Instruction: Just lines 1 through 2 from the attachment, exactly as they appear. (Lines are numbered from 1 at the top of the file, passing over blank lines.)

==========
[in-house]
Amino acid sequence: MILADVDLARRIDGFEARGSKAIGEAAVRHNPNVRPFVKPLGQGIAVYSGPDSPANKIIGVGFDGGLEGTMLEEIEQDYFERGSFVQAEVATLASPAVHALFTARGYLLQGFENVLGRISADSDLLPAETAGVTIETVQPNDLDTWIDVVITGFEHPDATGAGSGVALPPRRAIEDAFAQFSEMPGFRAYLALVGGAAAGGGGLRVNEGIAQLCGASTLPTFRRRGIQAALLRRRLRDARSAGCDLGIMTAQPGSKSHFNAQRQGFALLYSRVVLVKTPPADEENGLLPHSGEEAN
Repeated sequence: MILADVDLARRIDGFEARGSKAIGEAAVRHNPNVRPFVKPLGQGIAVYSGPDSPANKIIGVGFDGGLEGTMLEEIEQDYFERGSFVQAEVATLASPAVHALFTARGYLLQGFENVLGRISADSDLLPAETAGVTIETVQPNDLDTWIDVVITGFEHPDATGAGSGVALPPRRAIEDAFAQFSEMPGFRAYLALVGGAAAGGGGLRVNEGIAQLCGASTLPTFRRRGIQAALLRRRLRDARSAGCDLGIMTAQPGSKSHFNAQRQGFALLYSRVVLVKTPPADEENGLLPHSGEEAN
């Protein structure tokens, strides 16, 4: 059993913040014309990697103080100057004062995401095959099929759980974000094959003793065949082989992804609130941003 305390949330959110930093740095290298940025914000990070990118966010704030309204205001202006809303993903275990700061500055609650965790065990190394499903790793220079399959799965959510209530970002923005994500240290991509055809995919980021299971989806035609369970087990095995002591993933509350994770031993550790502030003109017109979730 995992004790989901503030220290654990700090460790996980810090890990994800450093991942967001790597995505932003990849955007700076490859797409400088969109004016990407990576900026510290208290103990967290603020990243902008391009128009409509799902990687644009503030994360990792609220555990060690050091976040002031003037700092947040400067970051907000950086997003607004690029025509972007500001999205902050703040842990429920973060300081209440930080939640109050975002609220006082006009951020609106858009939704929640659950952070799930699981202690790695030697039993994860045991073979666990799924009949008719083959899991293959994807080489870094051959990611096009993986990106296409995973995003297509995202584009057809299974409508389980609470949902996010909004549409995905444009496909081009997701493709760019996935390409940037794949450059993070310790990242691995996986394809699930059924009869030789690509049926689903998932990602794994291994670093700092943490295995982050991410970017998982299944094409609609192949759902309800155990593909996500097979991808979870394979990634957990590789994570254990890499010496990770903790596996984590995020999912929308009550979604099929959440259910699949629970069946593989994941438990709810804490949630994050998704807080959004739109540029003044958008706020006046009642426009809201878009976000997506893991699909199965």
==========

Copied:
[in-house]
Amino acid sequence: MILADVDLARRIDGFEARGSKAIGEAAVRHNPNVRPFVKPLGQGIAVYSGPDSPANKIIGVGFDGGLEGTMLEEIEQDYFERGSFVQAEVATLASPAVHALFTARGYLLQGFENVLGRISADSDLLPAETAGVTIETVQPNDLDTWIDVVITGFEHPDATGAGSGVALPPRRAIEDAFAQFSEMPGFRAYLALVGGAAAGGGGLRVNEGIAQLCGASTLPTFRRRGIQAALLRRRLRDARSAGCDLGIMTAQPGSKSHFNAQRQGFALLYSRVVLVKTPPADEENGLLPHSGEEAN